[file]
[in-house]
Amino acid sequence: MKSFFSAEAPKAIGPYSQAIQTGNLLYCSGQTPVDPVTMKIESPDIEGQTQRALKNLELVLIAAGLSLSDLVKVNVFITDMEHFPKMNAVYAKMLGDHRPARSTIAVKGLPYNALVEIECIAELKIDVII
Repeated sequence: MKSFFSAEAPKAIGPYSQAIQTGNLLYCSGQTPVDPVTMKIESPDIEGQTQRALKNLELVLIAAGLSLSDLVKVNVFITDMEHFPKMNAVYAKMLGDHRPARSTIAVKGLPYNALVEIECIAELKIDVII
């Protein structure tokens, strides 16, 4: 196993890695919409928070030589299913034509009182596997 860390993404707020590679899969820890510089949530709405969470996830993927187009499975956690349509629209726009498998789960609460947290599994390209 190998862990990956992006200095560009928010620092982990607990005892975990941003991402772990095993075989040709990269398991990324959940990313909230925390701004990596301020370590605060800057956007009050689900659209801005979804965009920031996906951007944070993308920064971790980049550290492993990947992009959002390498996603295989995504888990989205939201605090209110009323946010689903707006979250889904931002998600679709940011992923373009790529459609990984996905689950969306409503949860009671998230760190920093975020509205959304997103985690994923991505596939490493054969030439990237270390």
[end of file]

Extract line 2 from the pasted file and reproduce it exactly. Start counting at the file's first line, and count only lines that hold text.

Amino acid sequence: MKSFFSAEAPKAIGPYSQAIQTGNLLYCSGQTPVDPVTMKIESPDIEGQTQRALKNLELVLIAAGLSLSDLVKVNVFITDMEHFPKMNAVYAKMLGDHRPARSTIAVKGLPYNALVEIECIAELKIDVII